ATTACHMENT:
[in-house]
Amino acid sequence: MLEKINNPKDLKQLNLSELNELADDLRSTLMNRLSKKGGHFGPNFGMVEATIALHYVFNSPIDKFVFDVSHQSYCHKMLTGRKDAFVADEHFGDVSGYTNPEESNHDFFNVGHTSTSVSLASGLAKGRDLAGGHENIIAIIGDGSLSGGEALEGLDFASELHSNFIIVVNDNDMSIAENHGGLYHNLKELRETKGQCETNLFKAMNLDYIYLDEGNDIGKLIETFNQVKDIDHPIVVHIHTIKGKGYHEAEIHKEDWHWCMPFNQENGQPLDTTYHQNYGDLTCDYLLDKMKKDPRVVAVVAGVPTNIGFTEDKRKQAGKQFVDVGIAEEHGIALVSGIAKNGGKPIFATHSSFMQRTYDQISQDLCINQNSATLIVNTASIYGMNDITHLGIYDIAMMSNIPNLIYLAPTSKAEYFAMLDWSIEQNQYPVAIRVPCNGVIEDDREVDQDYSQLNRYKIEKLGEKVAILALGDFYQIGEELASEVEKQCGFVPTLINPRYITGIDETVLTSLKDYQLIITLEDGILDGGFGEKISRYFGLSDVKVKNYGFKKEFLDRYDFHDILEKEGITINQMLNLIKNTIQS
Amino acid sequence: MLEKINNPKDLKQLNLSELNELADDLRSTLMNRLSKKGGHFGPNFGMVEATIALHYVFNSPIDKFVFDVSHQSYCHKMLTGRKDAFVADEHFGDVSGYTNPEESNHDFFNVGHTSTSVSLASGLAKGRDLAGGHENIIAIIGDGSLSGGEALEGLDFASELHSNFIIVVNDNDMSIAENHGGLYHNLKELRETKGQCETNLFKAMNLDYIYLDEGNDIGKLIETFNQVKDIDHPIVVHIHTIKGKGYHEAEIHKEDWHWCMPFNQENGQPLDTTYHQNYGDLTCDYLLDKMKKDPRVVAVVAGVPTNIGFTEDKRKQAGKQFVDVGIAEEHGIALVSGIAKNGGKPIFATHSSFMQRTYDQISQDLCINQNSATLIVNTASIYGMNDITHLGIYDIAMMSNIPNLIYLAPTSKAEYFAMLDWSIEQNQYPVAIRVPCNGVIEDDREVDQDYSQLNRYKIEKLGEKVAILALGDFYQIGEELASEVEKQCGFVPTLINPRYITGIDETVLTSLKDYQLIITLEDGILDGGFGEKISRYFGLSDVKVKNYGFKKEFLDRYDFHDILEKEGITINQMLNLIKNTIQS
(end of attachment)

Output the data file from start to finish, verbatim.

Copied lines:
[in-house]
Amino acid sequence: MLEKINNPKDLKQLNLSELNELADDLRSTLMNRLSKKGGHFGPNFGMVEATIALHYVFNSPIDKFVFDVSHQSYCHKMLTGRKDAFVADEHFGDVSGYTNPEESNHDFFNVGHTSTSVSLASGLAKGRDLAGGHENIIAIIGDGSLSGGEALEGLDFASELHSNFIIVVNDNDMSIAENHGGLYHNLKELRETKGQCETNLFKAMNLDYIYLDEGNDIGKLIETFNQVKDIDHPIVVHIHTIKGKGYHEAEIHKEDWHWCMPFNQENGQPLDTTYHQNYGDLTCDYLLDKMKKDPRVVAVVAGVPTNIGFTEDKRKQAGKQFVDVGIAEEHGIALVSGIAKNGGKPIFATHSSFMQRTYDQISQDLCINQNSATLIVNTASIYGMNDITHLGIYDIAMMSNIPNLIYLAPTSKAEYFAMLDWSIEQNQYPVAIRVPCNGVIEDDREVDQDYSQLNRYKIEKLGEKVAILALGDFYQIGEELASEVEKQCGFVPTLINPRYITGIDETVLTSLKDYQLIITLEDGILDGGFGEKISRYFGLSDVKVKNYGFKKEFLDRYDFHDILEKEGITINQMLNLIKNTIQS
Amino acid sequence: MLEKINNPKDLKQLNLSELNELADDLRSTLMNRLSKKGGHFGPNFGMVEATIALHYVFNSPIDKFVFDVSHQSYCHKMLTGRKDAFVADEHFGDVSGYTNPEESNHDFFNVGHTSTSVSLASGLAKGRDLAGGHENIIAIIGDGSLSGGEALEGLDFASELHSNFIIVVNDNDMSIAENHGGLYHNLKELRETKGQCETNLFKAMNLDYIYLDEGNDIGKLIETFNQVKDIDHPIVVHIHTIKGKGYHEAEIHKEDWHWCMPFNQENGQPLDTTYHQNYGDLTCDYLLDKMKKDPRVVAVVAGVPTNIGFTEDKRKQAGKQFVDVGIAEEHGIALVSGIAKNGGKPIFATHSSFMQRTYDQISQDLCINQNSATLIVNTASIYGMNDITHLGIYDIAMMSNIPNLIYLAPTSKAEYFAMLDWSIEQNQYPVAIRVPCNGVIEDDREVDQDYSQLNRYKIEKLGEKVAILALGDFYQIGEELASEVEKQCGFVPTLINPRYITGIDETVLTSLKDYQLIITLEDGILDGGFGEKISRYFGLSDVKVKNYGFKKEFLDRYDFHDILEKEGITINQMLNLIKNTIQS